He gestures for me to lay down on the table and after a few quick splashes of warm water on my skin, the scrubbing begins. It’s vigorous and rather uncomfortable at first – a shock to discover just how rough the cloth is – but I soon get into the groove and relax.

Ribbons of dead skin fall away from my arms and shoulders (and I assume the rest of me, though I can’t see from this position). With each vigorous scrub the man chuckles both at my expression and the volume of skin peeling away. Though we don’t speak each other’s language, we share a few laughs, and I can tell exactly what he’s thinking.

More liberal splashes of water wash away the newly removed skin, revealing the soft pink layers underneath, and it’s time to roll over.

All up the scrubbing process takes around 20 minutes or so, and I soon roll off the table feeling like a new man. A quick rinse in the shower and I’m off to dry and change into the supplied clothing, ready to enjoy everything the Aquafield Spa has to offer.

One of Aquafield Goyang's saunas.
One of Aquafield Goyang’s saunas.
Visitors can enjoy a sit-down meal at the spa's restaurant.
Visitors can enjoy a sit-down meal at the spa’s restaurant.
Massage chairs can be paid for using your wristband. More on that below.
The spa complex features a snack counter and sit-down restaurant.
The spa complex features a snack counter and sit-down restaurant.
Menus are in English and Korean.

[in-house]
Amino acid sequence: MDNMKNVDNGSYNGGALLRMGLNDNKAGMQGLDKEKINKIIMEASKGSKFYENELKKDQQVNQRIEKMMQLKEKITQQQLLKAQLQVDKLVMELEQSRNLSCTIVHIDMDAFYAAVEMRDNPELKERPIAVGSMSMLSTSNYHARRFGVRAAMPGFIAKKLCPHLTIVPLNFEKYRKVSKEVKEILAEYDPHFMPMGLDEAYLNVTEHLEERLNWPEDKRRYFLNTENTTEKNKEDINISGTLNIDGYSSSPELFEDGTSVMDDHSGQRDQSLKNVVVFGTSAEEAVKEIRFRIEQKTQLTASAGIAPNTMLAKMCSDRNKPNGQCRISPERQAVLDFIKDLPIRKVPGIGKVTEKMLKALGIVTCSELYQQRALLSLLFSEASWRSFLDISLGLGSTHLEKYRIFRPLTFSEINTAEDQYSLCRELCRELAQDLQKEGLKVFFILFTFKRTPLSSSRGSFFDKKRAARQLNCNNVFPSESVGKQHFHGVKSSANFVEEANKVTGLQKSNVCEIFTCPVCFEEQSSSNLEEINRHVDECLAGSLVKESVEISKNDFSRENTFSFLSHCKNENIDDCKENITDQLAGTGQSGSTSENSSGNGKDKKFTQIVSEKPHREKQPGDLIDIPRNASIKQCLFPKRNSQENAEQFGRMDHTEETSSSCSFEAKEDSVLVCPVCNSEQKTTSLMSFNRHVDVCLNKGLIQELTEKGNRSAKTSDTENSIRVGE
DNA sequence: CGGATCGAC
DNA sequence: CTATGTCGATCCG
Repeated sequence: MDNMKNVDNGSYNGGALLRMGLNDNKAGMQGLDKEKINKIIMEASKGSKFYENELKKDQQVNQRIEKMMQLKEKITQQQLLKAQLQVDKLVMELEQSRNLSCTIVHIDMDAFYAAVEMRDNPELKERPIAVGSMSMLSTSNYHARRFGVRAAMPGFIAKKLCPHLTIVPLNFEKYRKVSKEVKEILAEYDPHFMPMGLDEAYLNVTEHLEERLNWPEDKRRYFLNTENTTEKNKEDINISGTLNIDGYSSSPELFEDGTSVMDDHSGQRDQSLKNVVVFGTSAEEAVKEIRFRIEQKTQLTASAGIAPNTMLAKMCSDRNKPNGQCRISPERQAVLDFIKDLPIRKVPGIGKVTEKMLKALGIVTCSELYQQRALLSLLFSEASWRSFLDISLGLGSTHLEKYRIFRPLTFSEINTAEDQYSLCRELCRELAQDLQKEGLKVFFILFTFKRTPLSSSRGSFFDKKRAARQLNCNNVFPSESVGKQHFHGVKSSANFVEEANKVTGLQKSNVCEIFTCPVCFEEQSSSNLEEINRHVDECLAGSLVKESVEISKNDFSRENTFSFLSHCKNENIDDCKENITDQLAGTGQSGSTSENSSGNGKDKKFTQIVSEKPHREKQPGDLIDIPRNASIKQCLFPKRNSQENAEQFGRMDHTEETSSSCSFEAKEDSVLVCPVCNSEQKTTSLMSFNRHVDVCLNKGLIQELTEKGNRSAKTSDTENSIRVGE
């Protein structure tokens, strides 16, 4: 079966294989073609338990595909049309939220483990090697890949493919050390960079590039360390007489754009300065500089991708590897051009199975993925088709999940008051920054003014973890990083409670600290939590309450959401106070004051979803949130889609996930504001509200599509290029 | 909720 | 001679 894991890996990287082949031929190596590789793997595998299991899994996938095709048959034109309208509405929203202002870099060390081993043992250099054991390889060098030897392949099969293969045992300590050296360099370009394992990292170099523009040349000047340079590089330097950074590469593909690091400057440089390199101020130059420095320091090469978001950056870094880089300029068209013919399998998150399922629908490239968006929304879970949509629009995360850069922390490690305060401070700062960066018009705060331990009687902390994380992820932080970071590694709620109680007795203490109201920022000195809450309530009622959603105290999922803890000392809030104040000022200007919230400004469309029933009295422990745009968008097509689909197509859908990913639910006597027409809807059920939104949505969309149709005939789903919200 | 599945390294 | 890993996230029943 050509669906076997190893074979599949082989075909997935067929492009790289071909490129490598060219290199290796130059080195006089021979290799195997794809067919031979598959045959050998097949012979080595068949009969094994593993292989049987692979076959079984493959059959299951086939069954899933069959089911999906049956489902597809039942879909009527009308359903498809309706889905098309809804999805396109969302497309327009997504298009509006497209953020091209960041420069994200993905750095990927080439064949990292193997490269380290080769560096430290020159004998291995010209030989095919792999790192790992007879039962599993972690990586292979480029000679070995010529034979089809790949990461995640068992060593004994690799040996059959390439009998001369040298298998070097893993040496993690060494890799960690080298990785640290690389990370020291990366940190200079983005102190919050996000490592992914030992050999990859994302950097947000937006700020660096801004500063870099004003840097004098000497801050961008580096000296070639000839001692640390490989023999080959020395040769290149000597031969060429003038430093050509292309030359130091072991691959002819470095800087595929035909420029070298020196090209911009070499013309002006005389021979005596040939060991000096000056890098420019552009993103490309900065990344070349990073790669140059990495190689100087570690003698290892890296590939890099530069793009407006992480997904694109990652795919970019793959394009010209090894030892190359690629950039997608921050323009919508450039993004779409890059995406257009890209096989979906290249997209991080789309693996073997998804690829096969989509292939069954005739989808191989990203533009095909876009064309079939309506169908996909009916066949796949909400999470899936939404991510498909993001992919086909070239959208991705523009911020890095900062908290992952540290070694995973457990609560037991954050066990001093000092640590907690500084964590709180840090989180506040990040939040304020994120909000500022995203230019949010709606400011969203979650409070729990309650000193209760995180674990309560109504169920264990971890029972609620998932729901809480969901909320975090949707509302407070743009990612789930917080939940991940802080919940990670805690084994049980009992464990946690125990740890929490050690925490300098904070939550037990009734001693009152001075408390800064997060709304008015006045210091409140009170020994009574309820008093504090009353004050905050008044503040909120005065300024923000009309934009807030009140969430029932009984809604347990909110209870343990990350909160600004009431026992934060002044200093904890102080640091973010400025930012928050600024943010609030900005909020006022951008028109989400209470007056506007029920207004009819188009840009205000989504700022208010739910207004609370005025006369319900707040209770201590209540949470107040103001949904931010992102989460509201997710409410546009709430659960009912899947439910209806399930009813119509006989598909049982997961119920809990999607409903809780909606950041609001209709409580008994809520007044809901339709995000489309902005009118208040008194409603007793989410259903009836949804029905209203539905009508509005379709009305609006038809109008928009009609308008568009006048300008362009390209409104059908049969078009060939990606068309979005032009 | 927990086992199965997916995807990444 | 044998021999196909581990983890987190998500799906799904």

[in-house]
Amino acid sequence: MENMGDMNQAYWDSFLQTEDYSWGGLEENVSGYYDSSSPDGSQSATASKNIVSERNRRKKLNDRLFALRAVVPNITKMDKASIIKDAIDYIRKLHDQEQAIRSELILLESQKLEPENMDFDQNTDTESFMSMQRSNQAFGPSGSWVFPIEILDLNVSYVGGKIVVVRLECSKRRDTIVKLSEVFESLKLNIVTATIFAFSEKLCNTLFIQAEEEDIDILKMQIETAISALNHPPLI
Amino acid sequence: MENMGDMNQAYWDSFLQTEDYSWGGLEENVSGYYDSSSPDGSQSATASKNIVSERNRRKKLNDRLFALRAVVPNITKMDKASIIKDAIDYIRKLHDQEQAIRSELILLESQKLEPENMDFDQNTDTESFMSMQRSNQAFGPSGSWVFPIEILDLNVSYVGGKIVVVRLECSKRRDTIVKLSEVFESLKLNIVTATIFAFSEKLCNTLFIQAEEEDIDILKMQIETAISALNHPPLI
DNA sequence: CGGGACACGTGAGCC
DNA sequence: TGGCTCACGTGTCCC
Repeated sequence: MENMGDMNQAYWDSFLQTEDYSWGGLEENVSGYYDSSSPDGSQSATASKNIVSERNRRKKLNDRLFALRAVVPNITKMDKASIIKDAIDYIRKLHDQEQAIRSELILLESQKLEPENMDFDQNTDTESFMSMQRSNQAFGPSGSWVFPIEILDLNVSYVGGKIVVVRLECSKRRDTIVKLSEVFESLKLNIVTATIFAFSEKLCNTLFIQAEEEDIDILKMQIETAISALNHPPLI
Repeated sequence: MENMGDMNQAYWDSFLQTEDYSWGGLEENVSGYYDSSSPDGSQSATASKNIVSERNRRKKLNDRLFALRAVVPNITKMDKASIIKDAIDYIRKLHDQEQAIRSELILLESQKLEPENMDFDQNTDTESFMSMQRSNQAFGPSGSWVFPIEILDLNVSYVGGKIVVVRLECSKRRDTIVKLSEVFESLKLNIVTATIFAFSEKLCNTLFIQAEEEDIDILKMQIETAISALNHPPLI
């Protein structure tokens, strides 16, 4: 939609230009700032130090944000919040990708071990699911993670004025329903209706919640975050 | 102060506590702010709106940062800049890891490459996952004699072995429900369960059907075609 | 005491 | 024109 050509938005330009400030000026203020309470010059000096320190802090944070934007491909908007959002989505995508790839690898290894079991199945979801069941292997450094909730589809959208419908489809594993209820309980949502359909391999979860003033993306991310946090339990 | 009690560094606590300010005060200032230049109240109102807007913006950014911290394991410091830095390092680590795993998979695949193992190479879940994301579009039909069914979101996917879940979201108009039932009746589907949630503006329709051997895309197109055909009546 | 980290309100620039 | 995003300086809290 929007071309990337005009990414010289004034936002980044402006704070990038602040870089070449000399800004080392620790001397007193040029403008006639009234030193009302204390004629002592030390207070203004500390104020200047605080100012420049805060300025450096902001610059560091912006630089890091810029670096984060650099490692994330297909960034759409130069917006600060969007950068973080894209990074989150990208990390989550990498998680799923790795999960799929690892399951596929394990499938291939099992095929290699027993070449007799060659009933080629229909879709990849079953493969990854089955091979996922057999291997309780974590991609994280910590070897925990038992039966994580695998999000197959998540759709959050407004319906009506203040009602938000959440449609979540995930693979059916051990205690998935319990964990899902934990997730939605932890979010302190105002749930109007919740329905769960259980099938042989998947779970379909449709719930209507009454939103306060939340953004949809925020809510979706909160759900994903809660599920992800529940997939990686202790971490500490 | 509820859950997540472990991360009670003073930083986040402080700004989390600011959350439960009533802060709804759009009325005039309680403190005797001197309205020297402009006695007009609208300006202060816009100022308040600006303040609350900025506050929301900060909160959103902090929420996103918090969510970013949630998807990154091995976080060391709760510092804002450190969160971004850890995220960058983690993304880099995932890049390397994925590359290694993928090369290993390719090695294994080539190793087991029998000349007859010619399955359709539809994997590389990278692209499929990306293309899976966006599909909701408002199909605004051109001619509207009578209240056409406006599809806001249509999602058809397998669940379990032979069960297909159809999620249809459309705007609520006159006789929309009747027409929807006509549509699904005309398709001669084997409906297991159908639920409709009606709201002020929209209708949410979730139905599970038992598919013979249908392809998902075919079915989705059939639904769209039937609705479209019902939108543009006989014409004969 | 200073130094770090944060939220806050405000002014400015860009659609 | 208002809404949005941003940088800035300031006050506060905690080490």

Menus are in English and Korean.
There's also a children's play area.
There’s also a children’s play area.

There’s a real social atmosphere in the main areas, with groups of friends, couples, families, and solos all enjoying the facilities. Given the temperature outside is 2 degrees and likely to snow at any moment, it’s no surprise no one is in any hurry to leave.

After an hour or so exploring and ducking in and out of the saunas, I’m ready to leave – and am SO glad I had the opportunity to experience it. It’s not a typical must-do for most Western travellers but gives a genuine insight into this locally adored pastime.

Tickets/pricing for Aquafield Goyang Korean spa

Aquafield Goyang is open daily from 9am to 10pm. Tickets can be easily purchased on touchscreens at its entrance, or from a cashier desk. These are priced at:
• Jimjil Spa – 23,000 KRW (AUD $26.50)
• Water Park – 45,000 KRW (AUD $52)
• Multi Pass for both the spa and water park – 55,000 KRW (AUD $64)

You can use the Jjimjil Spa/Water Park for up to 6 hours and the multi pass for up to 9 hours.

Payment for any incidentals while inside the spa (drinks, snacks, meals from the restaurant, vending machines etc) is handled via your locker key, which is you collect when putting your shores into storage. Just tap and go.